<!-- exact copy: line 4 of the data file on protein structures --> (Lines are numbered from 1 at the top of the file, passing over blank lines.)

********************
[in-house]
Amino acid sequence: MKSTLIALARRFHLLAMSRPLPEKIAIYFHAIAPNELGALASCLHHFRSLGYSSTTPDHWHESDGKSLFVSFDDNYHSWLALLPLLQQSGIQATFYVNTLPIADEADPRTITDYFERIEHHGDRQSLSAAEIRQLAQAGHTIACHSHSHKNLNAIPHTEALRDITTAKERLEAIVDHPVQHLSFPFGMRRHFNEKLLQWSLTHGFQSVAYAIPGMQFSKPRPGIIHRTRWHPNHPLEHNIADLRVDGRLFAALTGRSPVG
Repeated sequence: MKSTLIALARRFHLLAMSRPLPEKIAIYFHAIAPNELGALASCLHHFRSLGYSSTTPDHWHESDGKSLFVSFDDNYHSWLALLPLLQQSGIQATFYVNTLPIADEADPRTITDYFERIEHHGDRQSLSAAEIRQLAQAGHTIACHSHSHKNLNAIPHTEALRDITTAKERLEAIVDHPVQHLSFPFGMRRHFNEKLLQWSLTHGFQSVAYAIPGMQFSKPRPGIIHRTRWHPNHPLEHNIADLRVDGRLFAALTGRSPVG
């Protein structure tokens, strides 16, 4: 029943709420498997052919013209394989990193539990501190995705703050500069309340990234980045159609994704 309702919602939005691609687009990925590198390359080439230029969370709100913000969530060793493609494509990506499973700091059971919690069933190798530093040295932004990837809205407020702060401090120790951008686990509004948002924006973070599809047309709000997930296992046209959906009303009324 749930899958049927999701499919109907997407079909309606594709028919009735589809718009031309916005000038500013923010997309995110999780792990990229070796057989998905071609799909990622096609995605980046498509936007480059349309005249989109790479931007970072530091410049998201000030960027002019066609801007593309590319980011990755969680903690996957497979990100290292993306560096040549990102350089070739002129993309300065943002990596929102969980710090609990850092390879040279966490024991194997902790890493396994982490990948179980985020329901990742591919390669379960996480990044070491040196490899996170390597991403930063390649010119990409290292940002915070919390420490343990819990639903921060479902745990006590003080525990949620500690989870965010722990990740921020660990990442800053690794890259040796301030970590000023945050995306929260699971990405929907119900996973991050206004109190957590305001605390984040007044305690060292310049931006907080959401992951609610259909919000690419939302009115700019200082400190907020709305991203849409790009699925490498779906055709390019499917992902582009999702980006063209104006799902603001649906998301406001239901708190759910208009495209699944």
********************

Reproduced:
């Protein structure tokens, strides 16, 4: 029943709420498997052919013209394989990193539990501190995705703050500069309340990234980045159609994704 309702919602939005691609687009990925590198390359080439230029969370709100913000969530060793493609494509990506499973700091059971919690069933190798530093040295932004990837809205407020702060401090120790951008686990509004948002924006973070599809047309709000997930296992046209959906009303009324 749930899958049927999701499919109907997407079909309606594709028919009735589809718009031309916005000038500013923010997309995110999780792990990229070796057989998905071609799909990622096609995605980046498509936007480059349309005249989109790479931007970072530091410049998201000030960027002019066609801007593309590319980011990755969680903690996957497979990100290292993306560096040549990102350089070739002129993309300065943002990596929102969980710090609990850092390879040279966490024991194997902790890493396994982490990948179980985020329901990742591919390669379960996480990044070491040196490899996170390597991403930063390649010119990409290292940002915070919390420490343990819990639903921060479902745990006590003080525990949620500690989870965010722990990740921020660990990442800053690794890259040796301030970590000023945050995306929260699971990405929907119900996973991050206004109190957590305001605390984040007044305690060292310049931006907080959401992951609610259909919000690419939302009115700019200082400190907020709305991203849409790009699925490498779906055709390019499917992902582009999702980006063209104006799902603001649906998301406001239901708190759910208009495209699944």